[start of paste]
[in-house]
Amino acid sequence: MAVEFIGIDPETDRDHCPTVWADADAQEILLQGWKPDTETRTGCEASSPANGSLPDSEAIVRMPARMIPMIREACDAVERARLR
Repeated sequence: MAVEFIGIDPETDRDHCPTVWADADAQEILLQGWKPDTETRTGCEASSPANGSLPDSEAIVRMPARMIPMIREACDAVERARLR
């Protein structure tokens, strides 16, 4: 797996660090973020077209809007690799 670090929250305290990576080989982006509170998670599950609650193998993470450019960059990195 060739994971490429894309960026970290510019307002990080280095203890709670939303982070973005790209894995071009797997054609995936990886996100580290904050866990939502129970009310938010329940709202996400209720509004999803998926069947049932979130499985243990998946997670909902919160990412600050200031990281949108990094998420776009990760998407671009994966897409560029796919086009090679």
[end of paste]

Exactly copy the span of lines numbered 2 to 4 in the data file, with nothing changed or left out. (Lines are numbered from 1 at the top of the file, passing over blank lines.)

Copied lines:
Amino acid sequence: MAVEFIGIDPETDRDHCPTVWADADAQEILLQGWKPDTETRTGCEASSPANGSLPDSEAIVRMPARMIPMIREACDAVERARLR
Repeated sequence: MAVEFIGIDPETDRDHCPTVWADADAQEILLQGWKPDTETRTGCEASSPANGSLPDSEAIVRMPARMIPMIREACDAVERARLR
């Protein structure tokens, strides 16, 4: 797996660090973020077209809007690799 670090929250305290990576080989982006509170998670599950609650193998993470450019960059990195 060739994971490429894309960026970290510019307002990080280095203890709670939303982070973005790209894995071009797997054609995936990886996100580290904050866990939502129970009310938010329940709202996400209720509004999803998926069947049932979130499985243990998946997670909902919160990412600050200031990281949108990094998420776009990760998407671009994966897409560029796919086009090679």